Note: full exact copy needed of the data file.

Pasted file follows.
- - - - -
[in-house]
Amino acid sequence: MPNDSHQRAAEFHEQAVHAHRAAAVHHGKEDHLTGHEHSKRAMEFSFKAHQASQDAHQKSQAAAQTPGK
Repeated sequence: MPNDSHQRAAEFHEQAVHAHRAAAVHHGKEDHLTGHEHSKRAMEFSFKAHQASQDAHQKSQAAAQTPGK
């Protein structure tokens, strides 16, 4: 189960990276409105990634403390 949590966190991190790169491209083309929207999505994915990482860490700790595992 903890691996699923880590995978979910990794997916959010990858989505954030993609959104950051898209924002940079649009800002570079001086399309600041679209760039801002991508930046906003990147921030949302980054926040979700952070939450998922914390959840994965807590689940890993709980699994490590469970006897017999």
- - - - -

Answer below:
[in-house]
Amino acid sequence: MPNDSHQRAAEFHEQAVHAHRAAAVHHGKEDHLTGHEHSKRAMEFSFKAHQASQDAHQKSQAAAQTPGK
Repeated sequence: MPNDSHQRAAEFHEQAVHAHRAAAVHHGKEDHLTGHEHSKRAMEFSFKAHQASQDAHQKSQAAAQTPGK
């Protein structure tokens, strides 16, 4: 189960990276409105990634403390 949590966190991190790169491209083309929207999505994915990482860490700790595992 903890691996699923880590995978979910990794997916959010990858989505954030993609959104950051898209924002940079649009800002570079001086399309600041679209760039801002991508930046906003990147921030949302980054926040979700952070939450998922914390959840994965807590689940890993709980699994490590469970006897017999």